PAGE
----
The cell death machinery.

The death receptor pathway (left) is triggered by members of the death receptor superfamily such as CD95. Binding of CD95-L to its receptor induces trimerization of CD95 and formation of a death-inducing complex. This complex recruits, via the adaptor molecule FADD, multiple procaspase-8 molecules, resulting in caspase-8 activation. Caspase-8 activation can be blocked by recruitment of c-FLIP. The mitochondrial death pathway (right) is controlled by members of the Bcl-2 family, including the proapoptotic Bax and Bid proteins and the antiapoptotic Bcl-2 and Bcl-XL proteins. Death stimuli induce the release of cytochrome c, AIF, Apaf-1, Smac/DIABLO, and possibly other factors from mitochondria. Cytochrome c associates with Apaf-1 and caspase-9 to form the apoptosome. The death receptor and mitochondrial pathways converge at the level of caspase-3 activation. Caspase-3 activation and activity is antagonized by the IAP proteins, which themselves are antagonized by the Smac/DIABLO protein released from mitochondria. Active caspase-3 activates downstream caspases, which results in cleavage of cellular substrates and apoptosis. Crosstalk between the death receptor and mitochondrial pathways is provided by Bid, a proapoptotic Bcl-2 family member. Caspase-8–mediated cleavage of Bid greatly increases its prodeath activity and results in its translocation to mitochondria, where it promotes cytochrome c exit.

Mitochondria and activation of caspases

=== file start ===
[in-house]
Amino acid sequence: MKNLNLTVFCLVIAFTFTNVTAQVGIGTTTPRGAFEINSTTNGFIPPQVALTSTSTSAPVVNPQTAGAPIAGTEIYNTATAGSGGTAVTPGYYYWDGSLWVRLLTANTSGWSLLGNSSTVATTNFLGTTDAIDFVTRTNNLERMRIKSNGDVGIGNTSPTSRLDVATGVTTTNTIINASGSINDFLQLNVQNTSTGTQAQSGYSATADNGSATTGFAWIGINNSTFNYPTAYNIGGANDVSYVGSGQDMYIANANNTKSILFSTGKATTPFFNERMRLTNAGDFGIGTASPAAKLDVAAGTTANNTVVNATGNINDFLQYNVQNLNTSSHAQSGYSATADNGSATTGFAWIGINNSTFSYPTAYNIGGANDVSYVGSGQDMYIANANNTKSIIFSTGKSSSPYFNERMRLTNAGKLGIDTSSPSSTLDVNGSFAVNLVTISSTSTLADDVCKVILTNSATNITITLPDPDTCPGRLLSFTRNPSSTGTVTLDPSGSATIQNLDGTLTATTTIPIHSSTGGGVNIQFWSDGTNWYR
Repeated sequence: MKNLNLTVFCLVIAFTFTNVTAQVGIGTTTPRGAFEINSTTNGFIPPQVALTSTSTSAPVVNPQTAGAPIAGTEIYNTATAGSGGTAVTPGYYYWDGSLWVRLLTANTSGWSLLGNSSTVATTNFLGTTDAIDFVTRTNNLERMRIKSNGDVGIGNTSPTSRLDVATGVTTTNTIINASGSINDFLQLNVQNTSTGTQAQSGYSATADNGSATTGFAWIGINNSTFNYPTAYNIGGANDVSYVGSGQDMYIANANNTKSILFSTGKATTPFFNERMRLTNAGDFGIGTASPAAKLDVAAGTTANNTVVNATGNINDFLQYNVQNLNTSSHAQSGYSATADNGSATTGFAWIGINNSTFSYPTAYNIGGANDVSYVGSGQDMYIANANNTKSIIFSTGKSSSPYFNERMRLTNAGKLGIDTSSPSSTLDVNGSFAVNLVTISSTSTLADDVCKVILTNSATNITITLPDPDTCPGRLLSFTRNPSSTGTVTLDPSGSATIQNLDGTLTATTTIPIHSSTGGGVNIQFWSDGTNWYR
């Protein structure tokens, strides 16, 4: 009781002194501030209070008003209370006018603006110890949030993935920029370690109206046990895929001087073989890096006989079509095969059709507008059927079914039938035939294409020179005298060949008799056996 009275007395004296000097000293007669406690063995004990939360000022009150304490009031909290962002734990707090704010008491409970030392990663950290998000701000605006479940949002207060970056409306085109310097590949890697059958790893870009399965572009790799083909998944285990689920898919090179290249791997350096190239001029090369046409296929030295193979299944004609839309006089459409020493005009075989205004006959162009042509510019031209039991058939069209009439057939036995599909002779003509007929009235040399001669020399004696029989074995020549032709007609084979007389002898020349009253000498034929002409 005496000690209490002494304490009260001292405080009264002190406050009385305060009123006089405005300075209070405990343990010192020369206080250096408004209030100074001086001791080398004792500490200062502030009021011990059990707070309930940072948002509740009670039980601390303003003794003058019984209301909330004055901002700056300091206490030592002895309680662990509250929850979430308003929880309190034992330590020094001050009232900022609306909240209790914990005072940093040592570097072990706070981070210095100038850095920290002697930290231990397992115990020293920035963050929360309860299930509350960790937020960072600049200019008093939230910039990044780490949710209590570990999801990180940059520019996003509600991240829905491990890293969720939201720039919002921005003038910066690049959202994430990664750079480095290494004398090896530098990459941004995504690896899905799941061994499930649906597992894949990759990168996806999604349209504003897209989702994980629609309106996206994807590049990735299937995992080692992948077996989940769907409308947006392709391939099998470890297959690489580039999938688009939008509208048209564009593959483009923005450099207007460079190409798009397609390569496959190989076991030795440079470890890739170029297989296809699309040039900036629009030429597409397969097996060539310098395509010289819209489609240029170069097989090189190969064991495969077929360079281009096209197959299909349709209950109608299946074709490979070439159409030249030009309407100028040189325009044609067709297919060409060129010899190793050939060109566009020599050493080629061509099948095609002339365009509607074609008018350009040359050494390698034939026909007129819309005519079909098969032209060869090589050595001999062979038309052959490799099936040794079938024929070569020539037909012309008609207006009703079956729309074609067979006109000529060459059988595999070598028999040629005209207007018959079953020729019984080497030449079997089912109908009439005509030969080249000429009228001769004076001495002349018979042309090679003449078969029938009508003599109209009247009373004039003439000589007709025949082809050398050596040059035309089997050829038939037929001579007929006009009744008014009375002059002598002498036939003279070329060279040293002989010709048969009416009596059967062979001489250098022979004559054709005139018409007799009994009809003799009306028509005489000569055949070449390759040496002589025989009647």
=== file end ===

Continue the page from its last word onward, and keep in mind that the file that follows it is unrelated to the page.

Mitochondria are organelles with 2 well-defined compartments: the matrix, surrounded by the inner membrane, and the intermembrane space, surrounded by the outer membrane. Mitochondria are induced to release cytochrome c in response to most anticancer drugs and other cellular stresses, either by opening of channels in the outer membrane or because of the organellar swelling and rupture that occurs following permeability transition pore opening.10,11 Although release of cytochrome c through the outer membrane is mostly associated with a permanent loss of the mitochondrial membrane potential, this may be transient due to resealing of the inner membrane.10Release of cytochrome c into the cytosol results in activation of the caspase adaptor Apaf-1 and procaspase-9, which form a holoenzyme complex termed “apoptosome.” Caspase-9 in context with this holoenzyme activates downstream caspases—most importantly caspase-3, but also caspase-8—which results in DNA fragmentation and apoptosis. Cytochrome c exit is but one of a host of mitochondrial prodeath compounds. Also present in mitochondria and released upon induction of apoptosis is Smac/DIABLO (second mitochondria-derived activator of caspases/direct IAP-binding protein with a low isoelectric point), a molecule of the inhibitors of apoptosis (IAP) family (see below) and apoptosis-inducing factor (AIF), which exhibits a potent but apparently caspase-independent apoptotic activity.5,9